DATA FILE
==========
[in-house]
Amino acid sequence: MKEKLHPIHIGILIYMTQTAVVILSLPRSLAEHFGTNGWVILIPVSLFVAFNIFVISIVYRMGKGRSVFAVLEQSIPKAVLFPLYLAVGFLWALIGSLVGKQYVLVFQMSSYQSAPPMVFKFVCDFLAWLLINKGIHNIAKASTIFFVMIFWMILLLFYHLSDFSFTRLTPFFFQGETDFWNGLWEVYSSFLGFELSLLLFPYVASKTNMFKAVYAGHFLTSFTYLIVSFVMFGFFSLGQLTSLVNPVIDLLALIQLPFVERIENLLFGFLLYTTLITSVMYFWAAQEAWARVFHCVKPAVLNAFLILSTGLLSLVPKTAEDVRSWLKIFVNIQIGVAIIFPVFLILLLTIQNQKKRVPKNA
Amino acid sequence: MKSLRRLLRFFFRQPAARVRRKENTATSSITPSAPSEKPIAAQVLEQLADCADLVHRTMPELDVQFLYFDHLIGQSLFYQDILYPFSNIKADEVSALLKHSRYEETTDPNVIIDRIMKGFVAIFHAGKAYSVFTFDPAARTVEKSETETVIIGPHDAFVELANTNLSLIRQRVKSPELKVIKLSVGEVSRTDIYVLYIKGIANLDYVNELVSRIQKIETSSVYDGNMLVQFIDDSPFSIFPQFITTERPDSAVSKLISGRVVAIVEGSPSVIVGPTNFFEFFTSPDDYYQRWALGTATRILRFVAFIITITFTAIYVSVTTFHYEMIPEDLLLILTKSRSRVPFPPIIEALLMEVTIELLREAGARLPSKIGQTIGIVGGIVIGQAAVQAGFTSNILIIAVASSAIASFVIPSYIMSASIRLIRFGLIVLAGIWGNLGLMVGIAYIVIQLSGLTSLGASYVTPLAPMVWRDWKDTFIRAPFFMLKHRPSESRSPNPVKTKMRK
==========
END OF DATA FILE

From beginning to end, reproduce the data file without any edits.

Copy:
[in-house]
Amino acid sequence: MKEKLHPIHIGILIYMTQTAVVILSLPRSLAEHFGTNGWVILIPVSLFVAFNIFVISIVYRMGKGRSVFAVLEQSIPKAVLFPLYLAVGFLWALIGSLVGKQYVLVFQMSSYQSAPPMVFKFVCDFLAWLLINKGIHNIAKASTIFFVMIFWMILLLFYHLSDFSFTRLTPFFFQGETDFWNGLWEVYSSFLGFELSLLLFPYVASKTNMFKAVYAGHFLTSFTYLIVSFVMFGFFSLGQLTSLVNPVIDLLALIQLPFVERIENLLFGFLLYTTLITSVMYFWAAQEAWARVFHCVKPAVLNAFLILSTGLLSLVPKTAEDVRSWLKIFVNIQIGVAIIFPVFLILLLTIQNQKKRVPKNA
Amino acid sequence: MKSLRRLLRFFFRQPAARVRRKENTATSSITPSAPSEKPIAAQVLEQLADCADLVHRTMPELDVQFLYFDHLIGQSLFYQDILYPFSNIKADEVSALLKHSRYEETTDPNVIIDRIMKGFVAIFHAGKAYSVFTFDPAARTVEKSETETVIIGPHDAFVELANTNLSLIRQRVKSPELKVIKLSVGEVSRTDIYVLYIKGIANLDYVNELVSRIQKIETSSVYDGNMLVQFIDDSPFSIFPQFITTERPDSAVSKLISGRVVAIVEGSPSVIVGPTNFFEFFTSPDDYYQRWALGTATRILRFVAFIITITFTAIYVSVTTFHYEMIPEDLLLILTKSRSRVPFPPIIEALLMEVTIELLREAGARLPSKIGQTIGIVGGIVIGQAAVQAGFTSNILIIAVASSAIASFVIPSYIMSASIRLIRFGLIVLAGIWGNLGLMVGIAYIVIQLSGLTSLGASYVTPLAPMVWRDWKDTFIRAPFFMLKHRPSESRSPNPVKTKMRK